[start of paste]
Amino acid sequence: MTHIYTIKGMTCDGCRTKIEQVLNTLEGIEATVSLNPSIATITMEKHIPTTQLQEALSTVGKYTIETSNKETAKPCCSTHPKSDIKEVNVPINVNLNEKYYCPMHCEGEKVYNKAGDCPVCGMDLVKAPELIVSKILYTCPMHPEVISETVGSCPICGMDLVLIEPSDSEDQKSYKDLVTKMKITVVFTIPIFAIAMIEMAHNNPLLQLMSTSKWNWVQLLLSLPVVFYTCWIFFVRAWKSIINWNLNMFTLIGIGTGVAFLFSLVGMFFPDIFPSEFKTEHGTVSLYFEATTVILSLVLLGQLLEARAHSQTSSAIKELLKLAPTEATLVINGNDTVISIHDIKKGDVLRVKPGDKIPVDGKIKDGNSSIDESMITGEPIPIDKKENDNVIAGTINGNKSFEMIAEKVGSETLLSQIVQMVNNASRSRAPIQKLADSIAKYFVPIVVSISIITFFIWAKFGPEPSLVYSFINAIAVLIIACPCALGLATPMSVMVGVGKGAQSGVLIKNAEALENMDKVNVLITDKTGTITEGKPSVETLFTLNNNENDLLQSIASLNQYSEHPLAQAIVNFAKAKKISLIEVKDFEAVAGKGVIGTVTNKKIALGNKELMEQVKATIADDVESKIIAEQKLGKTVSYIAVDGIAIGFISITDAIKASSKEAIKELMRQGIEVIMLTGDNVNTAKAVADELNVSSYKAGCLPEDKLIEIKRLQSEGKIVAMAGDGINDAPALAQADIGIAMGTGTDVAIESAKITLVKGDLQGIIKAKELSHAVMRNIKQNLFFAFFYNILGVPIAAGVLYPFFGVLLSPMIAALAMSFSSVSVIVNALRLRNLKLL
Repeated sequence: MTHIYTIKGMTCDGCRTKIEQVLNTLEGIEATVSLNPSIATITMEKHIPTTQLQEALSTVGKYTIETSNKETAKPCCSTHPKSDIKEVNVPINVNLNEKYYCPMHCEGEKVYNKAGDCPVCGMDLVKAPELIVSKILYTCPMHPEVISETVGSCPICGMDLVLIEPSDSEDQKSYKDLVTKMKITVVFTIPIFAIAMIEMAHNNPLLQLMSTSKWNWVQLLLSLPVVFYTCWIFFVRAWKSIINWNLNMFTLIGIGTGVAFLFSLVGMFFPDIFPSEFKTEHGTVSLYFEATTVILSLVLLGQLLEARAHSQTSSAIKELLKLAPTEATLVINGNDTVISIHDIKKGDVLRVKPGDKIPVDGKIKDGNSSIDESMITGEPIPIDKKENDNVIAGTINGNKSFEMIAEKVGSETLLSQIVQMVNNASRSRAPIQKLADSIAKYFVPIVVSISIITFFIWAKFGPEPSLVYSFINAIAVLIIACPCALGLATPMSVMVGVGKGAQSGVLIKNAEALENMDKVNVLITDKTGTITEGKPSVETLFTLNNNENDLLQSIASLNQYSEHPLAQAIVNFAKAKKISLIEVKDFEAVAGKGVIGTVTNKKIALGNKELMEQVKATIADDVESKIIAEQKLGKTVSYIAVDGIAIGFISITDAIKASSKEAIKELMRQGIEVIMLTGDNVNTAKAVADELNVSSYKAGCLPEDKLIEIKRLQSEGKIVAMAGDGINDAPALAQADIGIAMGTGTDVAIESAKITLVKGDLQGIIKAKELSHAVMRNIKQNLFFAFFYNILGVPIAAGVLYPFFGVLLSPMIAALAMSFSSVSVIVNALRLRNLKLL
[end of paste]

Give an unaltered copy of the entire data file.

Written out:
Amino acid sequence: MTHIYTIKGMTCDGCRTKIEQVLNTLEGIEATVSLNPSIATITMEKHIPTTQLQEALSTVGKYTIETSNKETAKPCCSTHPKSDIKEVNVPINVNLNEKYYCPMHCEGEKVYNKAGDCPVCGMDLVKAPELIVSKILYTCPMHPEVISETVGSCPICGMDLVLIEPSDSEDQKSYKDLVTKMKITVVFTIPIFAIAMIEMAHNNPLLQLMSTSKWNWVQLLLSLPVVFYTCWIFFVRAWKSIINWNLNMFTLIGIGTGVAFLFSLVGMFFPDIFPSEFKTEHGTVSLYFEATTVILSLVLLGQLLEARAHSQTSSAIKELLKLAPTEATLVINGNDTVISIHDIKKGDVLRVKPGDKIPVDGKIKDGNSSIDESMITGEPIPIDKKENDNVIAGTINGNKSFEMIAEKVGSETLLSQIVQMVNNASRSRAPIQKLADSIAKYFVPIVVSISIITFFIWAKFGPEPSLVYSFINAIAVLIIACPCALGLATPMSVMVGVGKGAQSGVLIKNAEALENMDKVNVLITDKTGTITEGKPSVETLFTLNNNENDLLQSIASLNQYSEHPLAQAIVNFAKAKKISLIEVKDFEAVAGKGVIGTVTNKKIALGNKELMEQVKATIADDVESKIIAEQKLGKTVSYIAVDGIAIGFISITDAIKASSKEAIKELMRQGIEVIMLTGDNVNTAKAVADELNVSSYKAGCLPEDKLIEIKRLQSEGKIVAMAGDGINDAPALAQADIGIAMGTGTDVAIESAKITLVKGDLQGIIKAKELSHAVMRNIKQNLFFAFFYNILGVPIAAGVLYPFFGVLLSPMIAALAMSFSSVSVIVNALRLRNLKLL
Repeated sequence: MTHIYTIKGMTCDGCRTKIEQVLNTLEGIEATVSLNPSIATITMEKHIPTTQLQEALSTVGKYTIETSNKETAKPCCSTHPKSDIKEVNVPINVNLNEKYYCPMHCEGEKVYNKAGDCPVCGMDLVKAPELIVSKILYTCPMHPEVISETVGSCPICGMDLVLIEPSDSEDQKSYKDLVTKMKITVVFTIPIFAIAMIEMAHNNPLLQLMSTSKWNWVQLLLSLPVVFYTCWIFFVRAWKSIINWNLNMFTLIGIGTGVAFLFSLVGMFFPDIFPSEFKTEHGTVSLYFEATTVILSLVLLGQLLEARAHSQTSSAIKELLKLAPTEATLVINGNDTVISIHDIKKGDVLRVKPGDKIPVDGKIKDGNSSIDESMITGEPIPIDKKENDNVIAGTINGNKSFEMIAEKVGSETLLSQIVQMVNNASRSRAPIQKLADSIAKYFVPIVVSISIITFFIWAKFGPEPSLVYSFINAIAVLIIACPCALGLATPMSVMVGVGKGAQSGVLIKNAEALENMDKVNVLITDKTGTITEGKPSVETLFTLNNNENDLLQSIASLNQYSEHPLAQAIVNFAKAKKISLIEVKDFEAVAGKGVIGTVTNKKIALGNKELMEQVKATIADDVESKIIAEQKLGKTVSYIAVDGIAIGFISITDAIKASSKEAIKELMRQGIEVIMLTGDNVNTAKAVADELNVSSYKAGCLPEDKLIEIKRLQSEGKIVAMAGDGINDAPALAQADIGIAMGTGTDVAIESAKITLVKGDLQGIIKAKELSHAVMRNIKQNLFFAFFYNILGVPIAAGVLYPFFGVLLSPMIAALAMSFSSVSVIVNALRLRNLKLL